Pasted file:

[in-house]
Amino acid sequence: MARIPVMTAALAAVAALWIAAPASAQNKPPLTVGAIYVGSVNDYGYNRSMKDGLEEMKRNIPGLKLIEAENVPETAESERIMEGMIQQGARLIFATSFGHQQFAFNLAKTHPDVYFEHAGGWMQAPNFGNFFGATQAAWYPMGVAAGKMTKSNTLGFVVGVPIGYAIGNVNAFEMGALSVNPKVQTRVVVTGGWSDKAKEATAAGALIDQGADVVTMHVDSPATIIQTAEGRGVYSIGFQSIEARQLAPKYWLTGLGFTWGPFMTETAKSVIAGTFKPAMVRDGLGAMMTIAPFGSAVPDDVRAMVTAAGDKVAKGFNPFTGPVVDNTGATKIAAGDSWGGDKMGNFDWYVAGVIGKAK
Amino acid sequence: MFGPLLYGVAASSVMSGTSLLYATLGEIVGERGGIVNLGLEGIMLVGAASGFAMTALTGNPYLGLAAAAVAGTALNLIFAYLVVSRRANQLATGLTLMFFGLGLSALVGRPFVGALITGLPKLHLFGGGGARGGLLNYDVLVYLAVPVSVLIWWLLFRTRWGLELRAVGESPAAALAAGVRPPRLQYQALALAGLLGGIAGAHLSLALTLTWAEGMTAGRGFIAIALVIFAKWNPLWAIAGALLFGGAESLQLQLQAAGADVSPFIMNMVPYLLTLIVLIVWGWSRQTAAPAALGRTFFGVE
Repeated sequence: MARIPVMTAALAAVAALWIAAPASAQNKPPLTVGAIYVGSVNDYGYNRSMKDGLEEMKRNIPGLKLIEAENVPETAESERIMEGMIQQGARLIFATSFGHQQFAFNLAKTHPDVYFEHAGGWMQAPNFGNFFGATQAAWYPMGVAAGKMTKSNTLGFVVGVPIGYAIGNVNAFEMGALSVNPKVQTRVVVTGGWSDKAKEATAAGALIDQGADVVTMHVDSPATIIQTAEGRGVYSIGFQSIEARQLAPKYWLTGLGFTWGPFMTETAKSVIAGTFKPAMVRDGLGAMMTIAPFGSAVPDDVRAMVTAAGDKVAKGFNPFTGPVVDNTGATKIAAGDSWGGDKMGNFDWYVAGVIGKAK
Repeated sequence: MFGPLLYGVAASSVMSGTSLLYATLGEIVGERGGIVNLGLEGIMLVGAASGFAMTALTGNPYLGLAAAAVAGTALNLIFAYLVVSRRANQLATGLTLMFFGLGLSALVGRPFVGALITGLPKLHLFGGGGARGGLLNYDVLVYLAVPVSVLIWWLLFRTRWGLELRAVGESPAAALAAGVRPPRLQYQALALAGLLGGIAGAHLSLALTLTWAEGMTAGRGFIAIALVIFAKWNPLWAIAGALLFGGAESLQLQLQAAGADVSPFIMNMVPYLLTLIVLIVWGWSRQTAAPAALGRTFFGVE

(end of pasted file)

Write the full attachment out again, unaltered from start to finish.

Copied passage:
[in-house]
Amino acid sequence: MARIPVMTAALAAVAALWIAAPASAQNKPPLTVGAIYVGSVNDYGYNRSMKDGLEEMKRNIPGLKLIEAENVPETAESERIMEGMIQQGARLIFATSFGHQQFAFNLAKTHPDVYFEHAGGWMQAPNFGNFFGATQAAWYPMGVAAGKMTKSNTLGFVVGVPIGYAIGNVNAFEMGALSVNPKVQTRVVVTGGWSDKAKEATAAGALIDQGADVVTMHVDSPATIIQTAEGRGVYSIGFQSIEARQLAPKYWLTGLGFTWGPFMTETAKSVIAGTFKPAMVRDGLGAMMTIAPFGSAVPDDVRAMVTAAGDKVAKGFNPFTGPVVDNTGATKIAAGDSWGGDKMGNFDWYVAGVIGKAK
Amino acid sequence: MFGPLLYGVAASSVMSGTSLLYATLGEIVGERGGIVNLGLEGIMLVGAASGFAMTALTGNPYLGLAAAAVAGTALNLIFAYLVVSRRANQLATGLTLMFFGLGLSALVGRPFVGALITGLPKLHLFGGGGARGGLLNYDVLVYLAVPVSVLIWWLLFRTRWGLELRAVGESPAAALAAGVRPPRLQYQALALAGLLGGIAGAHLSLALTLTWAEGMTAGRGFIAIALVIFAKWNPLWAIAGALLFGGAESLQLQLQAAGADVSPFIMNMVPYLLTLIVLIVWGWSRQTAAPAALGRTFFGVE
Repeated sequence: MARIPVMTAALAAVAALWIAAPASAQNKPPLTVGAIYVGSVNDYGYNRSMKDGLEEMKRNIPGLKLIEAENVPETAESERIMEGMIQQGARLIFATSFGHQQFAFNLAKTHPDVYFEHAGGWMQAPNFGNFFGATQAAWYPMGVAAGKMTKSNTLGFVVGVPIGYAIGNVNAFEMGALSVNPKVQTRVVVTGGWSDKAKEATAAGALIDQGADVVTMHVDSPATIIQTAEGRGVYSIGFQSIEARQLAPKYWLTGLGFTWGPFMTETAKSVIAGTFKPAMVRDGLGAMMTIAPFGSAVPDDVRAMVTAAGDKVAKGFNPFTGPVVDNTGATKIAAGDSWGGDKMGNFDWYVAGVIGKAK
Repeated sequence: MFGPLLYGVAASSVMSGTSLLYATLGEIVGERGGIVNLGLEGIMLVGAASGFAMTALTGNPYLGLAAAAVAGTALNLIFAYLVVSRRANQLATGLTLMFFGLGLSALVGRPFVGALITGLPKLHLFGGGGARGGLLNYDVLVYLAVPVSVLIWWLLFRTRWGLELRAVGESPAAALAAGVRPPRLQYQALALAGLLGGIAGAHLSLALTLTWAEGMTAGRGFIAIALVIFAKWNPLWAIAGALLFGGAESLQLQLQAAGADVSPFIMNMVPYLLTLIVLIVWGWSRQTAAPAALGRTFFGVE